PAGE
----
First, "remote" need not always be "online." There are a lot of learning opportunities to be had with reading and retrieval practice assignments from the Patton Anatomy & Physiology textbook. Students have invested a lot in acquiring this resource and a large team has worked together to make it an effective learning tool. Now's a great time to do better by our students by helping them engage fully in both reading and raiding their textbook.
Third, rather than simply digitize our course components—recording lectures, converting tests and quizzes to online formats, etc.—we should rethink our course design. I suggest trimming back on what we are telling and showing showing students and rely more on their own discovery. And resisting the urge to use every last one of the cool toys that our instructional designers are helping us to discover.
What I mean by that is focusing our recorded lectures on the hard-to-understand "pain points" of A&P. And even then, we should consider trimming our narrative down to half or less of that 50-minute time block that we are used to. Then taking those shorter lectures and chunking them into even smaller, bite-sized pieces.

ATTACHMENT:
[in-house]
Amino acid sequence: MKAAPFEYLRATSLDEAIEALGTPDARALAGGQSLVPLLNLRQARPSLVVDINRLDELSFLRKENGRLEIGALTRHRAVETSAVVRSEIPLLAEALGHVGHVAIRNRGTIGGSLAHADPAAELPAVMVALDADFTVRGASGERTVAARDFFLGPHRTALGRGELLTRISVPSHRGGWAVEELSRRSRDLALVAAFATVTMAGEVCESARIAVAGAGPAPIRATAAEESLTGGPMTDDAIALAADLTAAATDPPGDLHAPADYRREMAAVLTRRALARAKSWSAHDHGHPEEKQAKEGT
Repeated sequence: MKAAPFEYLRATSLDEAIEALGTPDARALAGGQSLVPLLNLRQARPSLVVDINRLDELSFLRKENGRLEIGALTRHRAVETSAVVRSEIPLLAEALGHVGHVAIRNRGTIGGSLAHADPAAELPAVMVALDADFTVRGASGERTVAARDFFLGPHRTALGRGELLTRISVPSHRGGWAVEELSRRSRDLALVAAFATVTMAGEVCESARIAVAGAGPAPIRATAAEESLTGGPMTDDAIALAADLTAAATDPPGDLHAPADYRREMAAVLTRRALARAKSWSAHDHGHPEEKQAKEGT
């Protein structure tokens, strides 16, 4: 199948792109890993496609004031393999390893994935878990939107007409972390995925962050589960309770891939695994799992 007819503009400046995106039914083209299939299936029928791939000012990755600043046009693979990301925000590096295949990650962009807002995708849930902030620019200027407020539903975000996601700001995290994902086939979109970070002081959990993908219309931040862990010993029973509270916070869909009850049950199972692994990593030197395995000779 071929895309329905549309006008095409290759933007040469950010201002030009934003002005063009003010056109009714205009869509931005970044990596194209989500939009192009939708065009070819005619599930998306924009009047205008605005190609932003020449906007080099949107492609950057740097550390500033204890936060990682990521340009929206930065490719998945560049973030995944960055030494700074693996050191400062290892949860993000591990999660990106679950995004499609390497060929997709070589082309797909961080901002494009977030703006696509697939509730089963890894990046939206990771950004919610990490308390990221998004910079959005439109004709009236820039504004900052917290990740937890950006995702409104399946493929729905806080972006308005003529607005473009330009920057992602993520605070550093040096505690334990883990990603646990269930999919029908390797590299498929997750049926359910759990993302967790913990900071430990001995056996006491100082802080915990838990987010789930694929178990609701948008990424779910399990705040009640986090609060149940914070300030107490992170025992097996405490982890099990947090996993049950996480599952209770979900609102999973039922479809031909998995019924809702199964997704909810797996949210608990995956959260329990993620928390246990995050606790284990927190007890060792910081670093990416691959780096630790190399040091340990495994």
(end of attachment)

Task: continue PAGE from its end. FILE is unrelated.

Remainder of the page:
We can also substitute those occasional, mind-bending summative tests with frequent, low-stakes formative tests by using the our learning management system's online quizzing engine. This leverages the learning benefits of retrieval practice by shifting the work of learning to the student—where it belongs. This approach also makes light work of learning, thus avoiding a burdensome load during this time of stress and uncertainty.
To learn more about these suggestions and more, watch my video presentation Simple Ideas for Moving to Remote Learning or listen to an audio version from my podcast.